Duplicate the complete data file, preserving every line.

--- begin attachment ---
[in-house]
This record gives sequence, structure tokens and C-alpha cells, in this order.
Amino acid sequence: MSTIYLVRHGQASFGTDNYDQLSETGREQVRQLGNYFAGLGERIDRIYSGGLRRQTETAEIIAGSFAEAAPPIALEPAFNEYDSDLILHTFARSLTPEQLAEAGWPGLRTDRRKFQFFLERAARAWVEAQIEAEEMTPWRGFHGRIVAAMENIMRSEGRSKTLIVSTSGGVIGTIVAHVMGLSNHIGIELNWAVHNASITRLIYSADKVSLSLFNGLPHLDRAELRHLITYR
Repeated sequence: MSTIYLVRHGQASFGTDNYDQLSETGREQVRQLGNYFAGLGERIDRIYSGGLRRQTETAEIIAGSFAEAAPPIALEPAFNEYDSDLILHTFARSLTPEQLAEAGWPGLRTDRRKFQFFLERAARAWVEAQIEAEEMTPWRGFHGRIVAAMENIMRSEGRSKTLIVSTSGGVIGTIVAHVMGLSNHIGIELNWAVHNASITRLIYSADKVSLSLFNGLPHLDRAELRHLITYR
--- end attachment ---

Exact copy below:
[in-house]
This record gives sequence, structure tokens and C-alpha cells, in this order.
Amino acid sequence: MSTIYLVRHGQASFGTDNYDQLSETGREQVRQLGNYFAGLGERIDRIYSGGLRRQTETAEIIAGSFAEAAPPIALEPAFNEYDSDLILHTFARSLTPEQLAEAGWPGLRTDRRKFQFFLERAARAWVEAQIEAEEMTPWRGFHGRIVAAMENIMRSEGRSKTLIVSTSGGVIGTIVAHVMGLSNHIGIELNWAVHNASITRLIYSADKVSLSLFNGLPHLDRAELRHLITYR
Repeated sequence: MSTIYLVRHGQASFGTDNYDQLSETGREQVRQLGNYFAGLGERIDRIYSGGLRRQTETAEIIAGSFAEAAPPIALEPAFNEYDSDLILHTFARSLTPEQLAEAGWPGLRTDRRKFQFFLERAARAWVEAQIEAEEMTPWRGFHGRIVAAMENIMRSEGRSKTLIVSTSGGVIGTIVAHVMGLSNHIGIELNWAVHNASITRLIYSADKVSLSLFNGLPHLDRAELRHLITYR